These words come from early on in Gogol's short story "The Overcoat". They are part of a passage that refers to how the protagonist of the story, a humble clerk by the name of Akaky Akakievich Basmachkin, is treated by his superiors. Instead of acting towards him like the well-bred officials they're supposed to be, they simply shove papers under his nose without saying anything, expecting Akaky to copy them without question.
Normally, one could expect them to say "Copy" or "Here's a nice, interesting affair", but they don't. They simply hand Akaky the work and expect him to get on with it. The reference to how "well-bred officials" normally behave is important as it highlights the effect that Akaky seems to have on them, how his very presence causes them to abandon their normally impeccable manners.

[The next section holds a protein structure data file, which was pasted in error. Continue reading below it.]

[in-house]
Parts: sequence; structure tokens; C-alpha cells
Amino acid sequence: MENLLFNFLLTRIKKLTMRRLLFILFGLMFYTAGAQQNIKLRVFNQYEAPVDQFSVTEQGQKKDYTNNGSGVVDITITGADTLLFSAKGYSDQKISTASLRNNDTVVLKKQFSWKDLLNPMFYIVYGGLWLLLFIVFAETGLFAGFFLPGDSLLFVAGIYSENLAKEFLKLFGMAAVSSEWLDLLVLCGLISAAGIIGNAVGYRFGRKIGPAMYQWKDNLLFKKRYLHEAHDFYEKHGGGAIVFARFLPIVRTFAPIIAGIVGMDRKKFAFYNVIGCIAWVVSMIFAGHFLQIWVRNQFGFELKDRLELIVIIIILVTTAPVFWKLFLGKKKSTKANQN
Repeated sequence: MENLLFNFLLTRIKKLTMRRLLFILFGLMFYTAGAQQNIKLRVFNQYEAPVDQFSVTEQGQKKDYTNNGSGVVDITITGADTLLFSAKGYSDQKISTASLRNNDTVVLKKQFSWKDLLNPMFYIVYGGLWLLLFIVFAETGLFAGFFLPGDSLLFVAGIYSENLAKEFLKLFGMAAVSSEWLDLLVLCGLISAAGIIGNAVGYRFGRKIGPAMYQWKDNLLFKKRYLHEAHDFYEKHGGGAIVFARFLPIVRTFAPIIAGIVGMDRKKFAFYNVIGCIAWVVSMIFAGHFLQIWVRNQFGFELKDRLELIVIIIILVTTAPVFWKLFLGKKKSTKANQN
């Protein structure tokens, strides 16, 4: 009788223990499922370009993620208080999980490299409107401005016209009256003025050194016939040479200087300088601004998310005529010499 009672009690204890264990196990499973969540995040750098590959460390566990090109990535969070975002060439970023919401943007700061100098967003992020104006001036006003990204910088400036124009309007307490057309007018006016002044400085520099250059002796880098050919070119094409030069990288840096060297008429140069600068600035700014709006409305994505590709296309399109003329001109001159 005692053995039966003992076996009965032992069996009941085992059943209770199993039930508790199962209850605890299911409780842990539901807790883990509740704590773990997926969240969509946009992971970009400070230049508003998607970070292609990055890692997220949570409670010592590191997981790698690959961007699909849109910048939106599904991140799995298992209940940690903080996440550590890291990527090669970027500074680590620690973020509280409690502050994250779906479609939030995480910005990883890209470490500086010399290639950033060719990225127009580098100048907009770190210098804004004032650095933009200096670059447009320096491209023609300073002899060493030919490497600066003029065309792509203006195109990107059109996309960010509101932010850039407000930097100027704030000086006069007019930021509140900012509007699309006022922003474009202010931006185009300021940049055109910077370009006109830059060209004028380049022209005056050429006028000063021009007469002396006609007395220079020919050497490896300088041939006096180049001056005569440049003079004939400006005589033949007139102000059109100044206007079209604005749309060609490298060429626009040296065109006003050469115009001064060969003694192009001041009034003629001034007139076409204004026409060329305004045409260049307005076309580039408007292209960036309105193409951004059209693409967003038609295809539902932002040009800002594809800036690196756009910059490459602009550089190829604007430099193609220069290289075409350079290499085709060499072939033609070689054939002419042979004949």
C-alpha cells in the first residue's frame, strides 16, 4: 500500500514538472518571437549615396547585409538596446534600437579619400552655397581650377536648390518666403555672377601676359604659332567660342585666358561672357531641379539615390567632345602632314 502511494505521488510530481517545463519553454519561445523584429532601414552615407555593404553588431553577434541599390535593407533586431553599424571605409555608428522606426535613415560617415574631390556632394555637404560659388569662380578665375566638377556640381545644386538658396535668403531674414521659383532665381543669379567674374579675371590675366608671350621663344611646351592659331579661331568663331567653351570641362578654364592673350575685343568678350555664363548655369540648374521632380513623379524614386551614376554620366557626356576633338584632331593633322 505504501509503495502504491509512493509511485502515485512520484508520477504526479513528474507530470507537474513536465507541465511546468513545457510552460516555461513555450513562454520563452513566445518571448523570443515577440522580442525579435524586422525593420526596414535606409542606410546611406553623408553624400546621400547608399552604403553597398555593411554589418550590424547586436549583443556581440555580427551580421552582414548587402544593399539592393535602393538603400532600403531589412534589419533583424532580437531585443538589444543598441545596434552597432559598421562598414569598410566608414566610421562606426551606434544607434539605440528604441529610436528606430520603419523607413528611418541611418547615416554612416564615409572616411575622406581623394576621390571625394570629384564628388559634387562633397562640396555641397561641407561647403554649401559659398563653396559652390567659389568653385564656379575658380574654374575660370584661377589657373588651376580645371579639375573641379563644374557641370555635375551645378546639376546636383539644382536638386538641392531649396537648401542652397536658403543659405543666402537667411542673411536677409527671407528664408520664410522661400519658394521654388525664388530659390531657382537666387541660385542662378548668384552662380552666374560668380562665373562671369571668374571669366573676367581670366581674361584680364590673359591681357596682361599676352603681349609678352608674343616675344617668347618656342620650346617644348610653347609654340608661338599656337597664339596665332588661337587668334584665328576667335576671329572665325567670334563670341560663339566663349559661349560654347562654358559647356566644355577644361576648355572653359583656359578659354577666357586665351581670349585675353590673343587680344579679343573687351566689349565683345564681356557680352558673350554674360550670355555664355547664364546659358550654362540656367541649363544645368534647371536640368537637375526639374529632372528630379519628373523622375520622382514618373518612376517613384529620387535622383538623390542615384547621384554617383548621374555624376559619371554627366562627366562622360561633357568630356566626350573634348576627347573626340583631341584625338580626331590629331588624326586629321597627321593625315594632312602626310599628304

It's clear that Akaky's superiors take his work for granted. Not only that, but they don't respect him at all. There's something about Akaky that makes his superiors—and everyone else in the office, come to that—feel that they don't have to treat him like a normal human being. Towards other people, especially those above them in the civil service pecking order, they probably behave with the utmost courtesy. But with Akaky, it's a different matter entirely. He somehow brings out the worst in them.